The Role of Macrolides and Doxycycline in Chronic Rhinosinusitis

Katherine A. Lees, Richard R. Orlandi, Gretchen Oakley, Jeremiah A. Alt

Research output: Contribution to journalReview articlepeer-review

2 Scopus citations


Antibiotic therapy has become an important adjunct in the management of recalcitrant chronic rhinosinusitis (CRS) because of some antibiotics’ immunomodulatory properties even at subtherapeutic antimicrobial levels. Macrolide antibiotics, such as clarithromycin and azithromycin, decrease production of proinflammatory cytokines, impair neutrophil recruitment, inhibit bacterial biofilm formation, and improve mucus quality. Doxycycline, a tetracycline antibiotic, inhibits the activity of matrix metalloproteinases in CRS with nasal polyposis. This article reviews the clinical applications for macrolide and doxycycline use in CRS, considerations for dosing and duration of treatment, and important side effects and drug interactions associated with these medications.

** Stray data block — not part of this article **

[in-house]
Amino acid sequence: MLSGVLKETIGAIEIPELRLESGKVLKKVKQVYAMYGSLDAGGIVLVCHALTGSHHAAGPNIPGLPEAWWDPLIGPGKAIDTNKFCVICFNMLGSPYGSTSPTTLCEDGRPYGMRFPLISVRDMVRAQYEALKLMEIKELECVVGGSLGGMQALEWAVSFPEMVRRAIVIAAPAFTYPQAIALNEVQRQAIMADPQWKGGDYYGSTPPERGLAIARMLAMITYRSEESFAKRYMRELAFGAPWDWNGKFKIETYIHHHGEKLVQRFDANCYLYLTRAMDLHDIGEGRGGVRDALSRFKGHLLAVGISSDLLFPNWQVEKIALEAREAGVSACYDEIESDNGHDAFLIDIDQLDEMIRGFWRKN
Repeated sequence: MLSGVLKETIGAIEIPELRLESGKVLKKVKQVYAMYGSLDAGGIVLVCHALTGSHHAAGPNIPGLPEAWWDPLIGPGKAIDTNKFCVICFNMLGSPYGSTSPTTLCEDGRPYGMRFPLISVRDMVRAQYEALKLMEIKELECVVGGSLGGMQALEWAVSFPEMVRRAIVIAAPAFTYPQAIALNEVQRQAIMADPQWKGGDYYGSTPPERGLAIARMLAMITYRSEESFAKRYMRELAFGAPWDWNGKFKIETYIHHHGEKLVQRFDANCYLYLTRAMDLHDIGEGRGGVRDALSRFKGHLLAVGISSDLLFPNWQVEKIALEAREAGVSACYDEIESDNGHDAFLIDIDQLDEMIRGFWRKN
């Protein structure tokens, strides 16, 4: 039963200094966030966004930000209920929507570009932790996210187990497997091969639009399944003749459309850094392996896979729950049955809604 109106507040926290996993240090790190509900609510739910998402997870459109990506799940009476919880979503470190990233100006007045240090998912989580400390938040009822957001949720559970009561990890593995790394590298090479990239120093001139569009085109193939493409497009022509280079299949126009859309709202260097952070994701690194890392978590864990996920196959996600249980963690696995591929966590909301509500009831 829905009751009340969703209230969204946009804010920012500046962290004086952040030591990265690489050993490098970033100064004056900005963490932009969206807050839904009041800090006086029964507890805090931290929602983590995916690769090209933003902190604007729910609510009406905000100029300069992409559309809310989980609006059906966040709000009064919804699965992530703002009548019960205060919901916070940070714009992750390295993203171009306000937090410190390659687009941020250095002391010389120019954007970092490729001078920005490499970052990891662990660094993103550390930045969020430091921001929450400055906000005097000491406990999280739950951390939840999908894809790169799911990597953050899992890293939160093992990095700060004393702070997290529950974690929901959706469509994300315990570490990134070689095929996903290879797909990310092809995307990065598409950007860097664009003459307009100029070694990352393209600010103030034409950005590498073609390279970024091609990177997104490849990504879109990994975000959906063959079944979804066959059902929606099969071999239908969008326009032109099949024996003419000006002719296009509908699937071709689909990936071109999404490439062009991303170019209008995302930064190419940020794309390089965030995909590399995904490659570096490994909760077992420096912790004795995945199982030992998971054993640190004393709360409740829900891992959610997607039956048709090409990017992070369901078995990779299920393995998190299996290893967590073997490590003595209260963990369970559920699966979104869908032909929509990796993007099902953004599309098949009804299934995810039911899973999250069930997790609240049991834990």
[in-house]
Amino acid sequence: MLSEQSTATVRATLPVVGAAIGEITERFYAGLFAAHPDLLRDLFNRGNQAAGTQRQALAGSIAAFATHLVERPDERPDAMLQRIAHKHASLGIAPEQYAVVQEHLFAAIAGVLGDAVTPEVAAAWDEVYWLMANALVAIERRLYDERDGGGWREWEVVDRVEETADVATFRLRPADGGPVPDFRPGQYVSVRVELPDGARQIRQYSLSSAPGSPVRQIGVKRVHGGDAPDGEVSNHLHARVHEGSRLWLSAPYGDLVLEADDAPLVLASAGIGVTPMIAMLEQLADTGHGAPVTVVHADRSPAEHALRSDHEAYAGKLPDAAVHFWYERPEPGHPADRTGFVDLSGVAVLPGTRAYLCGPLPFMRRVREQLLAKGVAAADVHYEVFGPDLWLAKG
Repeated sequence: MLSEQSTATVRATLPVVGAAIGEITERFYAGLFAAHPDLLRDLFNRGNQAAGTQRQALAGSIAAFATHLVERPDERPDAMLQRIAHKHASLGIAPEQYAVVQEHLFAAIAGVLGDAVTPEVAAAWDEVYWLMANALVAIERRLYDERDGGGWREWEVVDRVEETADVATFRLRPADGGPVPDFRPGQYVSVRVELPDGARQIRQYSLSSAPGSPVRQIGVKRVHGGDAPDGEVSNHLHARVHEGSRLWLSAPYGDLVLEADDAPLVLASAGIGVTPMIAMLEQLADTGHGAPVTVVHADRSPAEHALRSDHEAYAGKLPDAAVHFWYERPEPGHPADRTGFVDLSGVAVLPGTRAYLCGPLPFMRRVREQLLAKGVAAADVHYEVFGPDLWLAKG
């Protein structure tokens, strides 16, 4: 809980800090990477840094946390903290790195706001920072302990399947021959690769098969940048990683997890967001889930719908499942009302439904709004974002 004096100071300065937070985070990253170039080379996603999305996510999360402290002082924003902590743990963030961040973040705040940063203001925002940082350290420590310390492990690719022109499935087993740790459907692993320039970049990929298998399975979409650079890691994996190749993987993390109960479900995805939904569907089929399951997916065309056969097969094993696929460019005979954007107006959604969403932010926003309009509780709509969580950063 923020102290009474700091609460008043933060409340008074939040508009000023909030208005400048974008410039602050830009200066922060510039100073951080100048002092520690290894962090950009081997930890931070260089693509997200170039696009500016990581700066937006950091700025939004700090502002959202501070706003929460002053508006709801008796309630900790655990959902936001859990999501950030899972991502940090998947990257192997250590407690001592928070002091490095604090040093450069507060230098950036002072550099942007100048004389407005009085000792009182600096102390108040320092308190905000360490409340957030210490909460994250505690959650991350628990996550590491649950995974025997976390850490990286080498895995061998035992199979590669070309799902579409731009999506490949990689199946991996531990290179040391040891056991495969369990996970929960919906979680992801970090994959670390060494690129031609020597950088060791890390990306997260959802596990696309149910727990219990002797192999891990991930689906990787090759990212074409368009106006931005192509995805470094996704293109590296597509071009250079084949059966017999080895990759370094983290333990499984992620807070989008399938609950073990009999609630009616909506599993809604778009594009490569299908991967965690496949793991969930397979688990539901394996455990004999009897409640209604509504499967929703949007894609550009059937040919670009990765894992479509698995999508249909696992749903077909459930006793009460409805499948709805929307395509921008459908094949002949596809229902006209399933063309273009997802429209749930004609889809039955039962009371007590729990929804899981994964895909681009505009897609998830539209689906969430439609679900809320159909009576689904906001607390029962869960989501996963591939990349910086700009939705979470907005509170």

Original languageEnglish (US)
Pages (from-to)303-315
Number of pages13
JournalImmunology and Allergy Clinics of North America
Issue number2
StatePublished - May 2020
Externally publishedYes


  • Chronic
  • Doxycycline
  • Immunomodulation
  • Macrolides
  • Polyps
  • Rhinosinusitis
  • Sinusitis

ASJC Scopus subject areas

  • Immunology and Allergy
  • Immunology


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